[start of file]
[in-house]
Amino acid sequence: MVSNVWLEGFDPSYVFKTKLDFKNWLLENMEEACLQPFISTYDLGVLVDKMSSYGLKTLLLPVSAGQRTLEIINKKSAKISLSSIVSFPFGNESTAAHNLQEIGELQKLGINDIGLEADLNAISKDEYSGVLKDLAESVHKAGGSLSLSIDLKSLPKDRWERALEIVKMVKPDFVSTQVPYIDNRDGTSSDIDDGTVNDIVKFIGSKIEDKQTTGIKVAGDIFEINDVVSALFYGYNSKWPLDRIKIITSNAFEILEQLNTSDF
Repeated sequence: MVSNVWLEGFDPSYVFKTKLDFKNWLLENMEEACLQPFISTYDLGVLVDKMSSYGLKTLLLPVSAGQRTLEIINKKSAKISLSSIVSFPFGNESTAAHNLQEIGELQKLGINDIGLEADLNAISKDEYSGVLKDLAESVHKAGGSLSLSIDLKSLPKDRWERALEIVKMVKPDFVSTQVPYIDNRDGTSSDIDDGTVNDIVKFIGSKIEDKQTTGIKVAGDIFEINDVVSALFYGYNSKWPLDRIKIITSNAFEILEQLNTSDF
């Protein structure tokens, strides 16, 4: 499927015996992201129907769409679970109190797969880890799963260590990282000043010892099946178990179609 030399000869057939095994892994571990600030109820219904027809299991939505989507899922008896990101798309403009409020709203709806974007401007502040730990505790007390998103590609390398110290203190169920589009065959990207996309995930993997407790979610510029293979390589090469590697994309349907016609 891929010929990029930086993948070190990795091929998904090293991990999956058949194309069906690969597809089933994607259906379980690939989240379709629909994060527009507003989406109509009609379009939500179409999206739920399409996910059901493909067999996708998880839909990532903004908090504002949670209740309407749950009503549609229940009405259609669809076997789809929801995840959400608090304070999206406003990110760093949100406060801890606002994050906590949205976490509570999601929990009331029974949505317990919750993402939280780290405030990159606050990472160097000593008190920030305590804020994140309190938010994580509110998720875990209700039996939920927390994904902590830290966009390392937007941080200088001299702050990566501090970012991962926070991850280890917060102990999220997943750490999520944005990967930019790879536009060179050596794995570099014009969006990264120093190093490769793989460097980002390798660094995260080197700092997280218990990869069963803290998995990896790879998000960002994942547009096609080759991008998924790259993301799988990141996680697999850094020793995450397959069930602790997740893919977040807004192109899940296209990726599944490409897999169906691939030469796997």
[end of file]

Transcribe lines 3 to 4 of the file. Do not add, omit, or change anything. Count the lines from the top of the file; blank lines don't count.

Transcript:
Repeated sequence: MVSNVWLEGFDPSYVFKTKLDFKNWLLENMEEACLQPFISTYDLGVLVDKMSSYGLKTLLLPVSAGQRTLEIINKKSAKISLSSIVSFPFGNESTAAHNLQEIGELQKLGINDIGLEADLNAISKDEYSGVLKDLAESVHKAGGSLSLSIDLKSLPKDRWERALEIVKMVKPDFVSTQVPYIDNRDGTSSDIDDGTVNDIVKFIGSKIEDKQTTGIKVAGDIFEINDVVSALFYGYNSKWPLDRIKIITSNAFEILEQLNTSDF
């Protein structure tokens, strides 16, 4: 499927015996992201129907769409679970109190797969880890799963260590990282000043010892099946178990179609 030399000869057939095994892994571990600030109820219904027809299991939505989507899922008896990101798309403009409020709203709806974007401007502040730990505790007390998103590609390398110290203190169920589009065959990207996309995930993997407790979610510029293979390589090469590697994309349907016609 891929010929990029930086993948070190990795091929998904090293991990999956058949194309069906690969597809089933994607259906379980690939989240379709629909994060527009507003989406109509009609379009939500179409999206739920399409996910059901493909067999996708998880839909990532903004908090504002949670209740309407749950009503549609229940009405259609669809076997789809929801995840959400608090304070999206406003990110760093949100406060801890606002994050906590949205976490509570999601929990009331029974949505317990919750993402939280780290405030990159606050990472160097000593008190920030305590804020994140309190938010994580509110998720875990209700039996939920927390994904902590830290966009390392937007941080200088001299702050990566501090970012991962926070991850280890917060102990999220997943750490999520944005990967930019790879536009060179050596794995570099014009969006990264120093190093490769793989460097980002390798660094995260080197700092997280218990990869069963803290998995990896790879998000960002994942547009096609080759991008998924790259993301799988990141996680697999850094020793995450397959069930602790997740893919977040807004192109899940296209990726599944490409897999169906691939030469796997």